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Welcome Families of Emergent Multilingual Learners to Prekindergarten in New York State

 

WELCOME! 

 

Entering Prekindergarten is an exciting time for children. In the Prekindergarten classroom, your children will begin their educational journey. They will meet new friends, hear stories, play, sing, dance, and learn. All these activities are part of how children learn and build important academic and language skills. You, teachers, and other family members can work together to help your children learn. It is important for you to build a strong connection between the school and the home. As a team, we can support children’s learning. We are
excited to build that connection with your family to be a part of your school community.

In Prekindergarten, we honor the ways families love and support their children. We want to work together to serve your children. To do so, we want to learn about your family, your traditions, your culture, and the language you speak.

Bilingual and Multilingual Children
Knowing more than one language is an advantage. Many families in New York speak more than one language at home. Sometimes young children start Prekindergarten speaking their home languages and very little English. We encourage your young children to continue learning more than one language and be bilingual or multilingual when they grow up.

Your bilingual or multilingual children may need a period of adjustment while they are learning English. They will need time to develop vocabulary and express themselves in more than one language. Your children will continue to learn important skills and concepts as they are learning English. This adjustment period may be fearful and raise multiple questions. To help you, we have responded to a few common questions in this brochure.

Should we speak English at Home?
The language you use at home is a treasure for your child. Even as your child learns more and more words in English, it is good to continue speaking, reading, and interacting with them using your home language. This helps them to become bilingual or multilingual, and it helps their language skills grow and build on their learning. All the activities and projects children do in school, can be continued at home using your home language. Research shows that using the home language does not interfere with learning to speak, read, or write in English or learning a new language. Using your home language helps with learning to read and write. Being bilingual or multilingual has multiple advantages and is good for the brain.

Sometimes families sacrifice the home language because they think it is better for their children to focus on English. Your child can learn English without losing your home language. It does not have to be a choice between languages. Your home language is a precious part of your heritage and identity. Being bilingual or multilingual will enrich your children’s life. Being able to use the language of your heritage is an asset for your child and your family.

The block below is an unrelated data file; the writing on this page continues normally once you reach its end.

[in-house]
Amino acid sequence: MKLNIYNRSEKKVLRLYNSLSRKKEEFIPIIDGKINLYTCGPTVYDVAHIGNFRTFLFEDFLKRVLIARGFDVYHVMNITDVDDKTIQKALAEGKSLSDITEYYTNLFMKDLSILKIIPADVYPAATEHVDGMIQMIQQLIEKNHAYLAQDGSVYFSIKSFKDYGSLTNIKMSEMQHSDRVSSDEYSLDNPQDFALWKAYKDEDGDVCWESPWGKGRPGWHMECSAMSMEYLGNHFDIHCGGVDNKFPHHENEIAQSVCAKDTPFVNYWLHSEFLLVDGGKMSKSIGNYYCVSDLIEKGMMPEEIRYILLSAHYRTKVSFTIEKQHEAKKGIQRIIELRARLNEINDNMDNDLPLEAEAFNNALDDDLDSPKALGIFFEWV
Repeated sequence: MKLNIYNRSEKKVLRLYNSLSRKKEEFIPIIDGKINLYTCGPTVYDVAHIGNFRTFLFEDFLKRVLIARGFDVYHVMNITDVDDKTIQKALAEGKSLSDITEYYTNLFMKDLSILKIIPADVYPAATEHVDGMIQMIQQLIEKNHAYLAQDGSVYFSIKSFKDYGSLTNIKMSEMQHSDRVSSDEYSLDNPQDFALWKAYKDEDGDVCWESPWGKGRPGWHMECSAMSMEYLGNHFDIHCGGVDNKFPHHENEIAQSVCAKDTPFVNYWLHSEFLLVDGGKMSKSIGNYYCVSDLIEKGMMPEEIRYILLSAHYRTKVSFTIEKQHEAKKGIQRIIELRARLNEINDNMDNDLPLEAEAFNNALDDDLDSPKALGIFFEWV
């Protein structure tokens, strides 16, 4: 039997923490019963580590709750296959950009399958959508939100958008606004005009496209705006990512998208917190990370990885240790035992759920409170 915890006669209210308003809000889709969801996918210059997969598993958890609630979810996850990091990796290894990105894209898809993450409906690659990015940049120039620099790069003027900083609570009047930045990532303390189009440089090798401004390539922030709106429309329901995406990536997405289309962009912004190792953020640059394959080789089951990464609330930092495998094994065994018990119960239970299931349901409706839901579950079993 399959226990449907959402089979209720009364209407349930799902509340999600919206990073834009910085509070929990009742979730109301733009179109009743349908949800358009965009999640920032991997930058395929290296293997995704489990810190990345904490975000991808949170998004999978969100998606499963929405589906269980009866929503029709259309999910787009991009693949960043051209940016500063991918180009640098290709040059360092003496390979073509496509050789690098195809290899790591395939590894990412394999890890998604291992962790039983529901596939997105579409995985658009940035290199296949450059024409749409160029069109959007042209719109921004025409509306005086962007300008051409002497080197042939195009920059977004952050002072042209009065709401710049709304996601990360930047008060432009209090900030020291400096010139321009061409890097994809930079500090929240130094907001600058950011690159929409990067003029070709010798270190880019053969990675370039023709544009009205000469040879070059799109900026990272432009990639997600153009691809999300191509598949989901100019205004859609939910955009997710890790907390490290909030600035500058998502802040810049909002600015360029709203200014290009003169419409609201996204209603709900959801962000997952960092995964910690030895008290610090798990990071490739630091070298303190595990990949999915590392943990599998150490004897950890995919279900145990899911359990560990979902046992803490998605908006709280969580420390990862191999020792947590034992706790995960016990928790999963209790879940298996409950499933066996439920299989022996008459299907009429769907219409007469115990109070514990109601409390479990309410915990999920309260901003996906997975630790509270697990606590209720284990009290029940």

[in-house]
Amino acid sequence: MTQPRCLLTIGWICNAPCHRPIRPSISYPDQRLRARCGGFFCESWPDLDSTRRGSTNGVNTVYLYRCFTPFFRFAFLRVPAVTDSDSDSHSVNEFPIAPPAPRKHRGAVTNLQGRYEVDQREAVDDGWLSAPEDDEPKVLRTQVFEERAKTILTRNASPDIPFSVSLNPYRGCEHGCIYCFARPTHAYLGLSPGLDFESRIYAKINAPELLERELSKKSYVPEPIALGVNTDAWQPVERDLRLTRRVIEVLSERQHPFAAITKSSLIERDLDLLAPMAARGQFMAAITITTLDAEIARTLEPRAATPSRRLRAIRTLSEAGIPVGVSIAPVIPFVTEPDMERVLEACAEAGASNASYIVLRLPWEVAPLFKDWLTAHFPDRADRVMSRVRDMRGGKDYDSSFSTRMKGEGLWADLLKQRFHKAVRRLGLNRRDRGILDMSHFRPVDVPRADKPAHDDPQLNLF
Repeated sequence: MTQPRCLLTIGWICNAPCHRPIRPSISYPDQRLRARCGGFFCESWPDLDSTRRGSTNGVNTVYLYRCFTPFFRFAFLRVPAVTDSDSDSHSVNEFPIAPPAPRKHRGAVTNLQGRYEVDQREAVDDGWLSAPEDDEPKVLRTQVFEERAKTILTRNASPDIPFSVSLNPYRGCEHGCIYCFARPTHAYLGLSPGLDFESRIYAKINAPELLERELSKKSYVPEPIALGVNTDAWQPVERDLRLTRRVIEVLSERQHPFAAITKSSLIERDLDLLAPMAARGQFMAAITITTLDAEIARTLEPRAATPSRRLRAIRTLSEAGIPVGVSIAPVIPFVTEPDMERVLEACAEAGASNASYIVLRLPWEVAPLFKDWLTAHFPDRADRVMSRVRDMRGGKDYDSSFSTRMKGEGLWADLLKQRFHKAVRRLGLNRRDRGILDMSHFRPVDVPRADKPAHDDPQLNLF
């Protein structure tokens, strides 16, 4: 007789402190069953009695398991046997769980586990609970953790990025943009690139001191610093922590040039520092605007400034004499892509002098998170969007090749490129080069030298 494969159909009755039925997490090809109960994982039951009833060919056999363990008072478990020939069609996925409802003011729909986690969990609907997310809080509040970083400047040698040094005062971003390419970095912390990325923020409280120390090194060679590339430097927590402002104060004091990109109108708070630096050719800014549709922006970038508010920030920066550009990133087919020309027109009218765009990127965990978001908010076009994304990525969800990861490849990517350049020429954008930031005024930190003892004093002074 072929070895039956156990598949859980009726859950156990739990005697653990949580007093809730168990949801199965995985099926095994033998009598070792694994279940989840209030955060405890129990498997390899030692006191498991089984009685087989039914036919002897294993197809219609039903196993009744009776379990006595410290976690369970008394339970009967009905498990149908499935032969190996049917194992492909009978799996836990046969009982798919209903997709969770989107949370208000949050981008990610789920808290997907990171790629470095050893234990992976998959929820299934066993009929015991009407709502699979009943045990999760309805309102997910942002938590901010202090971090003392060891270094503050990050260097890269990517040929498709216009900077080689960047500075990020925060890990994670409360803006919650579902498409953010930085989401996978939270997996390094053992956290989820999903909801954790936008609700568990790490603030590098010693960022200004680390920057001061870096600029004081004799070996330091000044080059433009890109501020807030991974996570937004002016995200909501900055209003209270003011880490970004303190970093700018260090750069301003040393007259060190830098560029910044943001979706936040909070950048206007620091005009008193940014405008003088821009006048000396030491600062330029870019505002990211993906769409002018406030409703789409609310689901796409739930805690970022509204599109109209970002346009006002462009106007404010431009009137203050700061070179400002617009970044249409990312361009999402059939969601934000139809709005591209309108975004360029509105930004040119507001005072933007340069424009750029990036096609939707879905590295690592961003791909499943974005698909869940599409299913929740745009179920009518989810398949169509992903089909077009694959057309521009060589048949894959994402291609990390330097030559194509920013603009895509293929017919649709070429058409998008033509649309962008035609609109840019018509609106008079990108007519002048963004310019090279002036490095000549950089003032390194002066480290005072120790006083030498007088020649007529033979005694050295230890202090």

In bilingual families, sometimes the children speak to each other in English, but they speak to adults in the home language. Children are aware of the languages people speak around them. If they know the language, they will select when to use it. Your home language will always be important to your children. You can maintain your bilingualism or multilingualism when you continue to use your language at home.

How will my child be assessed?
Families may worry that their children’s knowledge or skills cannot be assessed if they do not know English. This is an important concern. In New York State, Prekindergarten programs invest in multilingual resources to help assess the children. These resources include translated assessments and interpretation services.

Prekindergarten teachers are also able to assess children through classroom observation. They can see what children have mastered and what they are still learning through their behaviors and use of materials. Telling the teacher what children can do at home also allows the teacher to better understand them.

Will my child get confused?
No. Bilingual and multilingual individuals, even children, can use words in multiple languages to express themselves. Sometimes they will combine languages as they speak but this is not a sign of confusion. It is not necessary to force the child to separate languages. Instead, adults at home can use the home language with the child to continue building vocabulary and other language skills. The child will also combine languages in school, the teacher will also allow the child to use the home language as they are learning English.

When your child brings home projects or assignments to do together, it is helpful to complete them using your home language. In this way, your child does not have to be limited to using the words they know in English. You can reinforce what they learn in English at school by using your own language at home.

How can I help?
Continue using your home language with your child, maintaining your own traditions. Find opportunities to use your home language, such as speaking with your child about what they are learning in school. Continue all those things you do with your child — telling stories, singing, counting, reading — all in your home language.

Look for opportunities to help the teacher use your home language in the classroom so that you child hears their home language in school.
Remember, it is great to know more than one language. The school needs your participation in order to make the classroom an inviting multilingual place where children can use all the language skills they know as they grow and learn.